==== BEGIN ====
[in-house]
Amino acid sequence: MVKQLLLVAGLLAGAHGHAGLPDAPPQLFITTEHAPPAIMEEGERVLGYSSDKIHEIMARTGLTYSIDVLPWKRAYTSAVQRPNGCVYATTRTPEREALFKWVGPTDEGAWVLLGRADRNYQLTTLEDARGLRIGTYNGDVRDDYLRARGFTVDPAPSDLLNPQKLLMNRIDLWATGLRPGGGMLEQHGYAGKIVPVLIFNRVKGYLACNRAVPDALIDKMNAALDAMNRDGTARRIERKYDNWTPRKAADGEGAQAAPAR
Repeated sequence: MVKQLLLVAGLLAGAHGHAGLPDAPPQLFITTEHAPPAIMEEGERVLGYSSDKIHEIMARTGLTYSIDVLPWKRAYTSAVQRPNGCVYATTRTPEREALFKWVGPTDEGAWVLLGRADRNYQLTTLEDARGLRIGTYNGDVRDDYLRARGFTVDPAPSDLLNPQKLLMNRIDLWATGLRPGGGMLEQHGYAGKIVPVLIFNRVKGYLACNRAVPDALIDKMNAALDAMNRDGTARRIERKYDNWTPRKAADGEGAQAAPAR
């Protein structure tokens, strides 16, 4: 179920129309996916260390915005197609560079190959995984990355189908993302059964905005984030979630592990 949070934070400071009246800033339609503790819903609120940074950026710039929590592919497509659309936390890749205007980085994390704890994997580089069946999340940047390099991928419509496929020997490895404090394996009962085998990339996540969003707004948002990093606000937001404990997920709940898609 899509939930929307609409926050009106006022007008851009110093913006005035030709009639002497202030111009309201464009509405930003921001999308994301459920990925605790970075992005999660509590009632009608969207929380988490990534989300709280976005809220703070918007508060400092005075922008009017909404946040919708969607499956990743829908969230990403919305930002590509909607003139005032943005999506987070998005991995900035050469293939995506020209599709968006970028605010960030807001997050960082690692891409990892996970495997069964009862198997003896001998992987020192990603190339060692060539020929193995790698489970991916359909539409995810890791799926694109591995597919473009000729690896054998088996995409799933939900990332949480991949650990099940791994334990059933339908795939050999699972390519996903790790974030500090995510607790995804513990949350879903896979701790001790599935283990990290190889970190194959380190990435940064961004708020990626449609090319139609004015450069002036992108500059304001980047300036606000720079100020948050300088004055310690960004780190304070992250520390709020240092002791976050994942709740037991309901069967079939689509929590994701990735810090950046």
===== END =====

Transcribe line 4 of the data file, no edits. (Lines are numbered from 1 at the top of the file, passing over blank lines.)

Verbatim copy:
């Protein structure tokens, strides 16, 4: 179920129309996916260390915005197609560079190959995984990355189908993302059964905005984030979630592990 949070934070400071009246800033339609503790819903609120940074950026710039929590592919497509659309936390890749205007980085994390704890994997580089069946999340940047390099991928419509496929020997490895404090394996009962085998990339996540969003707004948002990093606000937001404990997920709940898609 899509939930929307609409926050009106006022007008851009110093913006005035030709009639002497202030111009309201464009509405930003921001999308994301459920990925605790970075992005999660509590009632009608969207929380988490990534989300709280976005809220703070918007508060400092005075922008009017909404946040919708969607499956990743829908969230990403919305930002590509909607003139005032943005999506987070998005991995900035050469293939995506020209599709968006970028605010960030807001997050960082690692891409990892996970495997069964009862198997003896001998992987020192990603190339060692060539020929193995790698489970991916359909539409995810890791799926694109591995597919473009000729690896054998088996995409799933939900990332949480991949650990099940791994334990059933339908795939050999699972390519996903790790974030500090995510607790995804513990949350879903896979701790001790599935283990990290190889970190194959380190990435940064961004708020990626449609090319139609004015450069002036992108500059304001980047300036606000720079100020948050300088004055310690960004780190304070992250520390709020240092002791976050994942709740037991309901069967079939689509929590994701990735810090950046």